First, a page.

The Football Association has appointed an independent legal counsel, Kate Gallafent QC, to assist its review into historical child abuse allegations.
Ms Gallafent will oversee the association’s internal review into claims of sexual abuse made by a growing number of former youth footballers.
The FA suggested a fully-fledged inquiry may follow but the initial review would explore “what information the FA was aware of at the relevant times around the issues that have been raised in the press, what clubs were aware of, and what action was or should have been taken.”
Ms Gallafent will then provide recommendations “to ensure these situations can never be repeated”.
A string of former footballers have come forward since Andy Woodward became the first to speak out last week about abuse he suffered at the hands of convicted child abuser Barry Bennell, a former Crewe Alexandra coach.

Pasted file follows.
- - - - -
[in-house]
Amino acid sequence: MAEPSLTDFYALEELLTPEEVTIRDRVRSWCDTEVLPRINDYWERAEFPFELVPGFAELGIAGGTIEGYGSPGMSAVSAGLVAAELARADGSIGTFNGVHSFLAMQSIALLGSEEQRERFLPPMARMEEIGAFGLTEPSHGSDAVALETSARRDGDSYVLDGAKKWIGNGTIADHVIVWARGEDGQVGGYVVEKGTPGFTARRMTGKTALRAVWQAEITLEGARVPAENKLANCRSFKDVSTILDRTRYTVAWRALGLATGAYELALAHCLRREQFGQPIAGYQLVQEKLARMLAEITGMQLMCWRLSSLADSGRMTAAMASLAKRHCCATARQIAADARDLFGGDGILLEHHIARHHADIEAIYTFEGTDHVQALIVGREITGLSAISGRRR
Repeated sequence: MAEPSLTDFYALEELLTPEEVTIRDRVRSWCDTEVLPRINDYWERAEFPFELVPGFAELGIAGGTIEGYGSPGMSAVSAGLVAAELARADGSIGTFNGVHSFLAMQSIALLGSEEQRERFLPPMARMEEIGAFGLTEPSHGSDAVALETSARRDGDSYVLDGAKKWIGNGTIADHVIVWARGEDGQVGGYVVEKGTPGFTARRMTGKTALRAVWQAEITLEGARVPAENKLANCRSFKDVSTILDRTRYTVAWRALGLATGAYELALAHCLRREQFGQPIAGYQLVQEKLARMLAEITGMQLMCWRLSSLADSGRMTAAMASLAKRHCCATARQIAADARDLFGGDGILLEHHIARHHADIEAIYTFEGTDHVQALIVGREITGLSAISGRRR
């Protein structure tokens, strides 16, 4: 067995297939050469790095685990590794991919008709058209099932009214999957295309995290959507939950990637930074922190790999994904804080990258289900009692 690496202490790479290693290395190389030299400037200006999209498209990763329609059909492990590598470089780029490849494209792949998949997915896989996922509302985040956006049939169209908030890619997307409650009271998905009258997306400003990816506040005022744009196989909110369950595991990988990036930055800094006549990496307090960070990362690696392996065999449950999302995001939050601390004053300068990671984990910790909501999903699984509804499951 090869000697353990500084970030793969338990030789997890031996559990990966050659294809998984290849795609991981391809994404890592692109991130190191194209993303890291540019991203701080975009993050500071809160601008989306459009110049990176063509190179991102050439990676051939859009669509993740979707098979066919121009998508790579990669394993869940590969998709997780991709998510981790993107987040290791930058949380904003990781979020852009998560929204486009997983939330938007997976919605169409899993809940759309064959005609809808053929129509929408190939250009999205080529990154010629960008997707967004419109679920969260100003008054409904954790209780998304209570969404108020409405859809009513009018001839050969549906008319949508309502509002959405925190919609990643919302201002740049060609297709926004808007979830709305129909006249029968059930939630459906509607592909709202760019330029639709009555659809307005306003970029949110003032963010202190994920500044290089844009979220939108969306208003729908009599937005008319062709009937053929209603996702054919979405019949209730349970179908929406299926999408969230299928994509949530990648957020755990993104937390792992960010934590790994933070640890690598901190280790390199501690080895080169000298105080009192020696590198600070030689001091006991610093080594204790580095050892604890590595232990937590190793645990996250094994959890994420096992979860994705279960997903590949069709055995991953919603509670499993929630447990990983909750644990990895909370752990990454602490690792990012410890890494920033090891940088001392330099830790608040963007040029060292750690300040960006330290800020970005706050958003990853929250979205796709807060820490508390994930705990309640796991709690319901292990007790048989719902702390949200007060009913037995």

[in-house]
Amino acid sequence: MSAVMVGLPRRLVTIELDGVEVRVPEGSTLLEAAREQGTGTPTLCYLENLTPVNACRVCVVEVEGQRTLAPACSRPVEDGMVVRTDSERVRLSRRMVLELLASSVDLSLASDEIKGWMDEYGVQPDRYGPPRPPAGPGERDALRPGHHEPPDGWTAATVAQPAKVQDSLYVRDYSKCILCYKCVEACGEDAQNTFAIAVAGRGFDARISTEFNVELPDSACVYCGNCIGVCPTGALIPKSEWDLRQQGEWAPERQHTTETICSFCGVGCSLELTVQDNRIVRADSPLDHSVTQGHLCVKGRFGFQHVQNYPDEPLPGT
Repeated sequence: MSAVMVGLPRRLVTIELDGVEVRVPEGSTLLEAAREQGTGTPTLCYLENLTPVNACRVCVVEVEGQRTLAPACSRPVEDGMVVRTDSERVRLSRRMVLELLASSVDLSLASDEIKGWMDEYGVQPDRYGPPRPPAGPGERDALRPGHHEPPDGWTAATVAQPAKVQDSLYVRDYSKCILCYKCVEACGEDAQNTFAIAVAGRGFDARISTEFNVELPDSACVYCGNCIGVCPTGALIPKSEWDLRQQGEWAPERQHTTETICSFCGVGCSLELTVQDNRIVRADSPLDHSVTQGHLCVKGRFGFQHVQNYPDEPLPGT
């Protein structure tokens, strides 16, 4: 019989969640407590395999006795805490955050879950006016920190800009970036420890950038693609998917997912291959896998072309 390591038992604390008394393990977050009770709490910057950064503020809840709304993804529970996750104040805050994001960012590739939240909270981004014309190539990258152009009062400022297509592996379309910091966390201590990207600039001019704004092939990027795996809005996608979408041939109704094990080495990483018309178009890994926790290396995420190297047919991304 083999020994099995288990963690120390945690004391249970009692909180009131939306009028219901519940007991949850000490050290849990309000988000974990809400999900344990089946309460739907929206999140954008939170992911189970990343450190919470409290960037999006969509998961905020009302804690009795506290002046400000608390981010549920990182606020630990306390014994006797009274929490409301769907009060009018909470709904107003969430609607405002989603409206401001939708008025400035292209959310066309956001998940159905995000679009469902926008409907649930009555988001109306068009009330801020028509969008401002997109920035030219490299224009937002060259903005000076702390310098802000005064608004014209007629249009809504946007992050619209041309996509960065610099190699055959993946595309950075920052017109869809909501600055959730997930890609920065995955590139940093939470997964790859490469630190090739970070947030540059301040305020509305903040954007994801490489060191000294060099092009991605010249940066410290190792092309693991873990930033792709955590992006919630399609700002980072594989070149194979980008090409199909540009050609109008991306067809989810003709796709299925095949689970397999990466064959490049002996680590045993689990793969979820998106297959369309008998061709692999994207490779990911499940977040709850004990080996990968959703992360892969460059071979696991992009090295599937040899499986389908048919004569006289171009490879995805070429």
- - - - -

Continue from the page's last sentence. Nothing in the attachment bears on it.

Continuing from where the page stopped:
Bennell, who worked for Crewe, Manchester City, Stoke and junior teams in north-west England and the Midlands, abused young boys from the 1970s onwards. He was jailed for four years for raping a British boy on a 1994 football tour of Florida, and given a nine-year sentence for 23 offences against six boys in England in 1998.
He was jailed for a third time in 2015 after admitting abusing a boy at a 1980 football camp in Macclesfield.
The Guardian reported that an unnamed former Newcastle United player had also contacted police with allegations against George Ormond, a North East coach jailed for six years in 2002 for carrying out numerous assaults spanning 24 years.
A “significant” number of other alleged victims of abuse are likely to come forward and other sporting governing bodies may report similar problems, said Chief Constable Simon Bailey, the National Police Chiefs’ Council (NPCC) lead for child protection.